There arose from them a sinful root, Antiochus Epiphanes, son of King Antiochus; he had been a hostage in Rome. He began to reign in the one hundred thirty-seventh year of the kingdom of the Greeks. In those days certain renegades arose in Israel and misled many, saying, "Let us make a covenant with the Gentiles around us, for since we separated from them many disasters have come upon us." This proposal pleased them, and some of the people eagerly went to the king, who authorized them to observe the ordinances of the Gentiles. So they built a gymnasium in Jerusalem, according to Gentile custom, and removed the marks of circumcision, and abandoned the holy covenant. They joined with the Gentiles and sold themselves to do evil.
Then the king wrote to his whole kingdom that all should be one people, and that all should give up their particular customs. All the Gentiles accepted the command of the king. Many even from Israel gladly adopted his religion; they sacrificed to idols and profaned the sabbath.
Now on the fifteenth day of Chislev, in the one hundred forty-fifth year, they erected a desolating sacrilege on the altar of burnt offering. They also built altars in the surrounding towns of Judah, and offered incense at the doors of the houses and in the streets. The books of the law that they found they tore to pieces and burned with fire. Anyone found possessing the book of the covenant, or anyone who adhered to the law, was condemned to death by decree of the king. But many in Israel stood firm and were resolved in their hearts not to eat unclean food. They chose to die rather than to be defiled by food or to profane the holy covenant; and they did die. Very great wrath came upon Israel.
Lord I am seized with indignation
at the wicked who forsake your law.
Though the nets of the wicked ensnared me
I remembered your law. (R./)
Redeem me from man's oppression
and I will keep your precepts.
Those who harm me unjustly draw near.
They are far from your law. (R./)
Salvation is far from the wicked
who are heedless of your statutes.
I look at the faithless with disgust;
they ignore your promise. (R./)
As Jesus approached Jericho, a blind man was sitting by the roadside begging. When he heard a crowd going by, he asked what was happening. They told him, "Jesus of Nazareth is passing by." Then he shouted, "Jesus, Son of David, have mercy on me!" Those who were in front sternly ordered him to be quiet; but he shouted even more loudly, "Son of David, have mercy on me!" Jesus stood still and ordered the man to be brought to him; and when he came near, he asked him, "What do you want me to do for you?" He said, "Lord, let me see again." Jesus said to him, "Receive your sight; your faith has saved you." Immediately he regained his sight and followed him, glorifying God; and all the people, when they saw it, praised God.
The rebellion of the Maccabees was against the attempted paganising of Israel around the year 168 B.C. Their political overlord, Antiochus of Syria, wanted to force his Jewish subjects to conform to all the Hellenistic laws and culture of the surrounding nations. He provoked a military crisis by trying to suppress Jewish religious traditions in order to make them embrace the ways of modernity. This kind of crisis has echoes in today's Ireland, where an influential elite are imposing a strongly secularist world view and lifestyle.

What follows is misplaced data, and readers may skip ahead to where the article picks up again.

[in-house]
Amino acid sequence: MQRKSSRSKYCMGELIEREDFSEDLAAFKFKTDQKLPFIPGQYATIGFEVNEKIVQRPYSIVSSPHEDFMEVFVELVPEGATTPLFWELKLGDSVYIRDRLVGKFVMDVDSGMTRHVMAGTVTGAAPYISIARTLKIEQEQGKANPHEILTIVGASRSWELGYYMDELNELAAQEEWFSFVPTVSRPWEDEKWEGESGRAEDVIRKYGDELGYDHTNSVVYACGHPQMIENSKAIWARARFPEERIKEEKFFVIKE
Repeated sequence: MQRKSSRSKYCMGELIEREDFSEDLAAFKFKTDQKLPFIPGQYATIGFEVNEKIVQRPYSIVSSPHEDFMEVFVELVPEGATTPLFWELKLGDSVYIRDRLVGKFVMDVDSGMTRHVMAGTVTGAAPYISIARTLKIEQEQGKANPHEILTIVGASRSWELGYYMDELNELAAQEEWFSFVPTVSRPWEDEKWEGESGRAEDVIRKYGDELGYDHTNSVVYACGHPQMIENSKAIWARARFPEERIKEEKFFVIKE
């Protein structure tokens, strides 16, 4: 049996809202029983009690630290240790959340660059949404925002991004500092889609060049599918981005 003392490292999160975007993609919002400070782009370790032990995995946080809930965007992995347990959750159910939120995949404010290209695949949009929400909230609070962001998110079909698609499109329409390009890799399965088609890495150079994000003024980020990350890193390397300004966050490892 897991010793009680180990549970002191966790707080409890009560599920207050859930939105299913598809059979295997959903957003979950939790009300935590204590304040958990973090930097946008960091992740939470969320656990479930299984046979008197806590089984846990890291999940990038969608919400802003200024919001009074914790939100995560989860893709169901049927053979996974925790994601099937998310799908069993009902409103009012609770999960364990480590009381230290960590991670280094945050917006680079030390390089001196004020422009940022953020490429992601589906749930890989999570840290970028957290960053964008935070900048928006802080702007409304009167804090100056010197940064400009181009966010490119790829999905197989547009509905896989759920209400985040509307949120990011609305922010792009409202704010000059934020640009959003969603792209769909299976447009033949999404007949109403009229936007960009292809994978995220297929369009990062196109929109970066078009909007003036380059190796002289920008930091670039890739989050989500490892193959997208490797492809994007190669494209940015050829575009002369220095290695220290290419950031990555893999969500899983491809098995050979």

The blind man sitting at the Jericho gate needed the restoration of his eyesight, so he asked Jesus aloud, "Lord, that I may see!" Even when the bystanders wanted to silence him, he was willing to take his chances and shoulted even more loudly. After receiving back the gift of his sight, he began to follow Jesus, giving glory to God. His life now had a new focus. He could see his wife and children, his friends and surroundings, as treasured gifts. The shining sun, the palm trees in the oasis, the birds gliding in the sky, the bees buzzing in his garden, this whole wonderful world was visible as he followed Jesus along the way.
Our conversion may not be as total or dramatic, but we should ask for the vision to see the world and others as God's blessing, and to see how the Lord is leading us, right here and now.
There is something endearing about the blind man who kept on shouting until somebody listened. In the face of opposition, he perseveres in his prayer. When he asked, "Jesus, Son of David, have pity on me," the onlookers scolded him and told him to keep quiet. But he simply shouted his prayer out louder, "Son of David, have pity on me." Undeterred by other people's intolerant attitude, he models for us what persevering prayer looks like. It was driven by his need and his confidence in Jesus.
Our own heartfelt petition can be driven by some deep need we feel. In bringing our need to God we open ourselves for a blessing, just as the blind man did when he brought his need to Jesus. He did not cease to pray when he was healed, though now his prayer was changed to thanksgiving and praise. The prayer of thanks may not come as naturally to us as the prayer of need. But we all have much to thank God for. The blind man teaches us not to forget to say thanks for all the ways the Lord has blessed us.